This year’s Check_MK Conference took place in Munich on the 3rd and 4th of May, and with 220 participants, it’s shown a significant increase in interest since the last conference in October of 2015.
The program this year included a 5-part introduction of the new functionality developed in the past year, four guest presentations from customers and partners, dedicated discussions on the subjects of the new automatic agent updates and the Managed Services Edition, as well as a fascinating preview of upcoming developments. Our guest presenters discussed the subjects of business intelligence, security, end-to-end monitoring and monitoring in the enterprise environment.
At the beginning of the conference, Mathias Kettner introduced the entire Check_MK team and divulged a few key facts. The team has grown from 12 members at the time of the last conference in October 2015 to 20 today. 39 partners in 12 countries support the Check_MK team currently and account for 217 of the over 1000 subscriptions in use. Check_MK broke through the 1000 barrier around New Year‘s 2017 – an impressive demonstration of its popularity and market acceptance.
Following Mathias‘ presentation, the developer team provided some insights into the new functions added in the previous year. I’ll briefly describe some of these innovations here.
The number of data sources of an RRD file is automatically adjusted (by means of rrdtool tune) to changes in the number of sources of monitored performance data, without the need to change the storage settings of RRD files from SINGLE to MULTI. This saves the administrator from losing the data in his RRD files through manual deletion every time a change in the number of performance data sources occurs.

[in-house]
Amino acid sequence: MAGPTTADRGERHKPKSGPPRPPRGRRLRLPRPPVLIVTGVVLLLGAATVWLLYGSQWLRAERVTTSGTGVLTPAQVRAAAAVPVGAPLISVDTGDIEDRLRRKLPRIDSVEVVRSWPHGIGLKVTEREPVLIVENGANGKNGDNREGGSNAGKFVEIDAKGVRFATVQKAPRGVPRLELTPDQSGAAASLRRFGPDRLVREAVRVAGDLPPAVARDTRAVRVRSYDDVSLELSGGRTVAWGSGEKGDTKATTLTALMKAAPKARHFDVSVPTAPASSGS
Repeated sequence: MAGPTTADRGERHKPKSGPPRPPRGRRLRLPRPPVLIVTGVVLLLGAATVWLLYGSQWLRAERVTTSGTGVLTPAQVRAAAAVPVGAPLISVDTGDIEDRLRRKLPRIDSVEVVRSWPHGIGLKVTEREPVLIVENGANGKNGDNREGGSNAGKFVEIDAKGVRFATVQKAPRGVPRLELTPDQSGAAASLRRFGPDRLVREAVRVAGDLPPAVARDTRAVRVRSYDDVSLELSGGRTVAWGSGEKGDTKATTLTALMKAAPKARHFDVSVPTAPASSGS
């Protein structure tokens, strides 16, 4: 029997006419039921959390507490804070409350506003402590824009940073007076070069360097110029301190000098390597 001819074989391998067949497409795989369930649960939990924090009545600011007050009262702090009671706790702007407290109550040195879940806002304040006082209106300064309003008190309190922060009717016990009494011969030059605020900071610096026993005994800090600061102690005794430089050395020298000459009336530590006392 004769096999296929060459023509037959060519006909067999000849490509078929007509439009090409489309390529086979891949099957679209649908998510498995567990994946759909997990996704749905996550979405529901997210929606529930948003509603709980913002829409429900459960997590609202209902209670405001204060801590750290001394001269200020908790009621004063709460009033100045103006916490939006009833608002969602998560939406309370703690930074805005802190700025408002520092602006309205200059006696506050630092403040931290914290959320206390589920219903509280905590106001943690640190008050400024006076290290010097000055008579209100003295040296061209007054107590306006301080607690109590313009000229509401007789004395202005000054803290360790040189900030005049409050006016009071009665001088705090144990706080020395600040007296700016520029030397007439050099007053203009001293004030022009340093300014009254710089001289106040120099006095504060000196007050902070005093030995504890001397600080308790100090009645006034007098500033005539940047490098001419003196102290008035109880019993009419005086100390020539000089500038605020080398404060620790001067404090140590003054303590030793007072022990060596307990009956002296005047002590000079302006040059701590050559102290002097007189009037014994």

In addition to that improvement, administrators can now configure their own collections of multiple graphs using the function „custom graphs“. These can be saved, and even stored as a Python file in the backend. The graph data can also be extracted via an API in JSON format and, in future, will be available for saving without the need to deactivate monitoring. The processing of performance data using the rrdcache daemon can be paused and restarted using the „suspend“ and „resume“ commands.
Security in the „Agent Bakery“
There are innovations in the „Agent Bakery“ as well. One such is that user-defined files can be rolled out to the monitored systems. Another is that newly-created agents are signed, so that the updater within the Check_MK agent can recognize on the monitored system whether the intended update can be installed without fear of error. It can also recognize whether the update has been manipulated. Finally, the communication between the Check_MK server and the agents can be encoded.
As a result of improvements to the Check_MK MicroCore and the Check_MK agents, it is now possible to implement „realtime monitoring“. A separate process of the agent is forked to the monitored system and once there, transmits the desired data as a UDP packet to the MicroCore once a second.
The Web API has also received some new functionality. New calls can be used to start various functions such as Create, Delete, and Edit, thus allowing administrators to manage any object (such as devices, services, users, etc.) within Check_MK. Integrations can also be carried out in this way, for example the connection of a CMDB. And administrators will find the ability to call up a service directory particularly useful as it will open up tremendous new possibilities in the area of automation.
The event console has been based on the Livestatus database since Version 1.4.0. This fact should appeal to all users in distributed environments. Messages from unknown devices, that is, devices which haven’t been registered in the monitoring system, can also be received and suitably handled. Additional new functionalities include the usage of regular expressions (RegExp) for filter mechanisms and „overflow protection“ which will prevent out-of-control floods of messages.
And there’s more! I’ll get to those other functionalities in the second part of this blog series next week. Subscribe to our blog as email and make sure you never miss another edition. (upper right)
Check_MK – what is that exactly?We explain the basic architecture and features of Check_MK in our Open Source Monitoring Guide.
We have in fact covered nine of the most popular open source monitoring solutions, comparing and contrasting each solution’s strengths and weaknesses. We hope you find it useful!
End of Part 1 – for Part 2 click here.